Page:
So here we are! You can now finally return to your sport after an ACL/R!
Before any return to sport (RTS), we will need to assess a few components to ensure you are fully cleared to safely get back to your sport.
Phase 4 ACL rehabilitation should be highly individualised. You can finally start to engage in some of your normal pre-injury activities!
The focus is not JUST your knee, it is to get your whole body primed for the demands of your sport. Yes, your knee needs to be stable and strong, with optimal neuromuscular control and biomechanics in order to return to sport safely. However, that is not all that matters! On top of that, you need to be confident and mentally ready to return to sport, and this will come with the repetition of training drills and match play situations.
A background of strength, balance, landing, and agility work needs to be done during this phase (and this will continue on to Phase 5 – Prevention of Re-injury).The emphasis of Phase 4 ACL rehabilitation is on progressive training – from restricted to unrestricted, and the eventual return to competition when ready.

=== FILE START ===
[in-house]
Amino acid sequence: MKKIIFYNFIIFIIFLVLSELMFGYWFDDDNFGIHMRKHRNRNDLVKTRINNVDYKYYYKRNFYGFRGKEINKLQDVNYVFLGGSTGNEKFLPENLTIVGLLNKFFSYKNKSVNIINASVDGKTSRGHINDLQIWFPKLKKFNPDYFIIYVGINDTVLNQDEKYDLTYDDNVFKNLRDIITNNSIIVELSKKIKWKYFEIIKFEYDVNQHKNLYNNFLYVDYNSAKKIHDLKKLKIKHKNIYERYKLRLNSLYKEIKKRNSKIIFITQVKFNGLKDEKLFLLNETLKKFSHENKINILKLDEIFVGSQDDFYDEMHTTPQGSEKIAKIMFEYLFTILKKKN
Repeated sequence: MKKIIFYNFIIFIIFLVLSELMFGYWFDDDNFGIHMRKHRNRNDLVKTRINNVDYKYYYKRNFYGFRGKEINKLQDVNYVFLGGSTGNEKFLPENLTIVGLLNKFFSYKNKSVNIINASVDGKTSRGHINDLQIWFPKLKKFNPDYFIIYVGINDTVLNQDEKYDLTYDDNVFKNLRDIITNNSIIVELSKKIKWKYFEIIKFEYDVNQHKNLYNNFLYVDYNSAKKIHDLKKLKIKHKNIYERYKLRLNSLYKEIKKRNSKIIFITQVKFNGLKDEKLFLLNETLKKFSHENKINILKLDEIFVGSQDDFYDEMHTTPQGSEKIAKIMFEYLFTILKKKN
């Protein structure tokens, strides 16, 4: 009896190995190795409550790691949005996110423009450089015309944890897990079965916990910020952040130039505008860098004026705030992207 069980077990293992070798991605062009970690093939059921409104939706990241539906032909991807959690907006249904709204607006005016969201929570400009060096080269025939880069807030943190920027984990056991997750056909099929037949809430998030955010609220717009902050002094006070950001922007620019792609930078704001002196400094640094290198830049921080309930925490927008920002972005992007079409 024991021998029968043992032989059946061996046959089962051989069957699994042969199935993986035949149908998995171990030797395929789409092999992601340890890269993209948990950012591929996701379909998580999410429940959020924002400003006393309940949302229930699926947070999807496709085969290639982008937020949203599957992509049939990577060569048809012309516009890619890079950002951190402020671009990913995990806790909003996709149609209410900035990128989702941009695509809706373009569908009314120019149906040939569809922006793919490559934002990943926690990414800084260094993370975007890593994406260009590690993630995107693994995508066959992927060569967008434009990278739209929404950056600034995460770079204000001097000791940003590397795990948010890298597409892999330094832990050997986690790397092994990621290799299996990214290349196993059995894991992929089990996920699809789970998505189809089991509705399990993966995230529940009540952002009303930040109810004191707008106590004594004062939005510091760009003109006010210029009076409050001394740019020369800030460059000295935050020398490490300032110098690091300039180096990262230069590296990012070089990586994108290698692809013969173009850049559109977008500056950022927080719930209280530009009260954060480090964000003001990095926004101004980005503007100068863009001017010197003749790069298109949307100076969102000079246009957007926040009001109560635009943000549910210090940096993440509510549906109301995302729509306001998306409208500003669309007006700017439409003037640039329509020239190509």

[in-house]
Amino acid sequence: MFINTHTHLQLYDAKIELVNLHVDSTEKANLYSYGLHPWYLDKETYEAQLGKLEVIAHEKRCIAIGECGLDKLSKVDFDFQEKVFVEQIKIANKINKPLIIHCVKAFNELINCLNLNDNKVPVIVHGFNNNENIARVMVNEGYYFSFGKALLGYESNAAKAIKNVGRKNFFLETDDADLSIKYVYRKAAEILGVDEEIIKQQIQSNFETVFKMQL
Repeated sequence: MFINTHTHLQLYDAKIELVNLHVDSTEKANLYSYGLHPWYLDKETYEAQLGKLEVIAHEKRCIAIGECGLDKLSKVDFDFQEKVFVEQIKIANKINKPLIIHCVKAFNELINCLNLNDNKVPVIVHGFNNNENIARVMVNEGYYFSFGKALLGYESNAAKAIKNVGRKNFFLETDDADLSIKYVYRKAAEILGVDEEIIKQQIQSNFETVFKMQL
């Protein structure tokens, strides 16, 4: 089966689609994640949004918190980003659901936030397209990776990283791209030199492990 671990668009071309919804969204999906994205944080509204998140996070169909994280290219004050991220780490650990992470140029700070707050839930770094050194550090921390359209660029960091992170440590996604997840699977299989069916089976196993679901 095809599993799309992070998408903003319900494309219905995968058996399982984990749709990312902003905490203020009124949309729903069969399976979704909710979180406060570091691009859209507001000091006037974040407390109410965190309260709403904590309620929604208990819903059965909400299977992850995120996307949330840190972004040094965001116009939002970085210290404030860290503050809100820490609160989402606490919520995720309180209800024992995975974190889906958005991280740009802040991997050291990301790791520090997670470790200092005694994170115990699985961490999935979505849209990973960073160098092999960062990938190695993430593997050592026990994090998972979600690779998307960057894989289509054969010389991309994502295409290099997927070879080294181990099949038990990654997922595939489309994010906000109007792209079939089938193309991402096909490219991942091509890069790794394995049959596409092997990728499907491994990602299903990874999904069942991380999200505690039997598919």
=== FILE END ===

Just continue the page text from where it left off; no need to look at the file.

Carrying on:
In this phase, you will go through a series of exercises that are sport-specific (i.e. the exercise program prescribed would be different between a netball player, football player and a rugby player).
How do I know I am safe to return to sport after an ACL/R?
There are three main criteria to be met:
- Successful completion of the assessment test
- Adequate confidence and comfort, in addition to eagerness to return to sport
- Implementation of an ACL injury prevention program
What kind of exercises can I expect in Phase 4?
Since this phase is highly individual and customised to the demands of your sport.
For example in a sport like Rugby:
A lot of cutting and external impact forces is involved. Hence, some exercises a Rugby player could expect include:
As for Netball:
A lot of jumping and landing is involved. Hence, some exercises a Netball player would expect include:
Book now or give us a call to schedule an appointment to see our Physiotherapist who will be able to partner you to recovery after your ACL reconstruction.
DISCLAIMER: These exercises should not replace the need for a consultation with a Physiotherapist, especially if your condition doesn’t improve with these exercises. Therapeutic exercise should be carefully selected to suit your condition.
Cooper, R. and Hughes, M., 2018. Melbourne ACL Rehabilitation Guide 2.0. [pdf] Available at: https://www.melbourneaclguide.com/brief.
Filed under: Knee